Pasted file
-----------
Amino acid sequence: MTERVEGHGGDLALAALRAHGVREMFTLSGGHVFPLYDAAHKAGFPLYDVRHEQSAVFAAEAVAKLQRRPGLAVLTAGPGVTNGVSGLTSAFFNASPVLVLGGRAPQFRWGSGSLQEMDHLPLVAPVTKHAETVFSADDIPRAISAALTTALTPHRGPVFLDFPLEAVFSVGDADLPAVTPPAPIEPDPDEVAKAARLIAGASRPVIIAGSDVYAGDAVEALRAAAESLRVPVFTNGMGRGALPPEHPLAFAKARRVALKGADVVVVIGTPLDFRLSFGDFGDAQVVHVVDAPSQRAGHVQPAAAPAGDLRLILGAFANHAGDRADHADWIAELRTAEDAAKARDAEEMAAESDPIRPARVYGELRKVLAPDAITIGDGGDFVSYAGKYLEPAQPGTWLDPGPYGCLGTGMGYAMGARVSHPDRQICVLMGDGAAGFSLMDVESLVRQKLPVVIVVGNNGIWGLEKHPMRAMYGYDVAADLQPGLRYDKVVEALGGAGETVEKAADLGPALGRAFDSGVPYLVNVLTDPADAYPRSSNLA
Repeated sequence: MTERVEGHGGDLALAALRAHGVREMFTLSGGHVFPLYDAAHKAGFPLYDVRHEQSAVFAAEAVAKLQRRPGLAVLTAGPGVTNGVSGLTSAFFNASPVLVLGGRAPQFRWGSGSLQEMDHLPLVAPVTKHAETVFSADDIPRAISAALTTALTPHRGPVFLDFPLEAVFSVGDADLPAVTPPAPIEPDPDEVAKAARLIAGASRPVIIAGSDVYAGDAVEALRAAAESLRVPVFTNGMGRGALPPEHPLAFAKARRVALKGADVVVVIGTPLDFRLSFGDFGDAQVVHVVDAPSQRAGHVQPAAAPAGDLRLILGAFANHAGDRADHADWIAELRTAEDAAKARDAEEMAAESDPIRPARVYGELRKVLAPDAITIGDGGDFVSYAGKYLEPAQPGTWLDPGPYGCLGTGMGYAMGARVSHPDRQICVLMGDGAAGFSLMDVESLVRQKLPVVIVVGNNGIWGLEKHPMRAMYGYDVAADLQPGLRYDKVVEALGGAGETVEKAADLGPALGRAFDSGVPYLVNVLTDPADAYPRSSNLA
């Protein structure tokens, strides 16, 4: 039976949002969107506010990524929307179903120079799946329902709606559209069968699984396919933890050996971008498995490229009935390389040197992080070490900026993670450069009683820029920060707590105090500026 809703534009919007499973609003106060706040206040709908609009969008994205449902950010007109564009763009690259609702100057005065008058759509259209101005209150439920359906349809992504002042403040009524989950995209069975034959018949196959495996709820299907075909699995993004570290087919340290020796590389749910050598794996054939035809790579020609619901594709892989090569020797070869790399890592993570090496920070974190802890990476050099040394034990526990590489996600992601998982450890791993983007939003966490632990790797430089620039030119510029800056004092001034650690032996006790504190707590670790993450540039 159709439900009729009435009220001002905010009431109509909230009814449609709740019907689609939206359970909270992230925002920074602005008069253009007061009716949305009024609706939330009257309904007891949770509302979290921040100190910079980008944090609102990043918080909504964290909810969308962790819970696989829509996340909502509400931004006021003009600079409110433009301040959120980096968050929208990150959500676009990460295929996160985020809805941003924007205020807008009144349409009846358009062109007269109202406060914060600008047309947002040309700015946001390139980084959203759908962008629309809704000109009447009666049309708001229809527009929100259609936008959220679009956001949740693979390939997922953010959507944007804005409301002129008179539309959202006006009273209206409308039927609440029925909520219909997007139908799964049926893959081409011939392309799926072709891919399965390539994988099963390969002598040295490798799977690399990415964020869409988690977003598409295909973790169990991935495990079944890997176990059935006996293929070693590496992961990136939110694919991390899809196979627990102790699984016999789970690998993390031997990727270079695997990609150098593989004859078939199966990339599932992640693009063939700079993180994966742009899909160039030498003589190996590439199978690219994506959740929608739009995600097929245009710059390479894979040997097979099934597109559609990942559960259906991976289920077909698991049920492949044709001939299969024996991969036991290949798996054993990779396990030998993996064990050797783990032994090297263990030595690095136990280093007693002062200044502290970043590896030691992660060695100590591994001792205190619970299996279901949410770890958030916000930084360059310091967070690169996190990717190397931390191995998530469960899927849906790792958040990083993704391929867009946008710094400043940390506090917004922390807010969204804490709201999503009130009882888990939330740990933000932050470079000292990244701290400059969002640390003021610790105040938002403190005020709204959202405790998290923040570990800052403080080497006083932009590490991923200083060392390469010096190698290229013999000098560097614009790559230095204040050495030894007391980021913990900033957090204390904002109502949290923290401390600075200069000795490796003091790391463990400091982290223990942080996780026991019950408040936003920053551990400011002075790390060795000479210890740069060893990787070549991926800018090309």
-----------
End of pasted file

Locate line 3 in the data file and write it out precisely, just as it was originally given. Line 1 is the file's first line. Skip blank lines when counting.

């Protein structure tokens, strides 16, 4: 039976949002969107506010990524929307179903120079799946329902709606559209069968699984396919933890050996971008498995490229009935390389040197992080070490900026993670450069009683820029920060707590105090500026 809703534009919007499973609003106060706040206040709908609009969008994205449902950010007109564009763009690259609702100057005065008058759509259209101005209150439920359906349809992504002042403040009524989950995209069975034959018949196959495996709820299907075909699995993004570290087919340290020796590389749910050598794996054939035809790579020609619901594709892989090569020797070869790399890592993570090496920070974190802890990476050099040394034990526990590489996600992601998982450890791993983007939003966490632990790797430089620039030119510029800056004092001034650690032996006790504190707590670790993450540039 159709439900009729009435009220001002905010009431109509909230009814449609709740019907689609939206359970909270992230925002920074602005008069253009007061009716949305009024609706939330009257309904007891949770509302979290921040100190910079980008944090609102990043918080909504964290909810969308962790819970696989829509996340909502509400931004006021003009600079409110433009301040959120980096968050929208990150959500676009990460295929996160985020809805941003924007205020807008009144349409009846358009062109007269109202406060914060600008047309947002040309700015946001390139980084959203759908962008629309809704000109009447009666049309708001229809527009929100259609936008959220679009956001949740693979390939997922953010959507944007804005409301002129008179539309959202006006009273209206409308039927609440029925909520219909997007139908799964049926893959081409011939392309799926072709891919399965390539994988099963390969002598040295490798799977690399990415964020869409988690977003598409295909973790169990991935495990079944890997176990059935006996293929070693590496992961990136939110694919991390899809196979627990102790699984016999789970690998993390031997990727270079695997990609150098593989004859078939199966990339599932992640693009063939700079993180994966742009899909160039030498003589190996590439199978690219994506959740929608739009995600097929245009710059390479894979040997097979099934597109559609990942559960259906991976289920077909698991049920492949044709001939299969024996991969036991290949798996054993990779396990030998993996064990050797783990032994090297263990030595690095136990280093007693002062200044502290970043590896030691992660060695100590591994001792205190619970299996279901949410770890958030916000930084360059310091967070690169996190990717190397931390191995998530469960899927849906790792958040990083993704391929867009946008710094400043940390506090917004922390807010969204804490709201999503009130009882888990939330740990933000932050470079000292990244701290400059969002640390003021610790105040938002403190005020709204959202405790998290923040570990800052403080080497006083932009590490991923200083060392390469010096190698290229013999000098560097614009790559230095204040050495030894007391980021913990900033957090204390904002109502949290923290401390600075200069000795490796003091790391463990400091982290223990942080996780026991019950408040936003920053551990400011002075790390060795000479210890740069060893990787070549991926800018090309």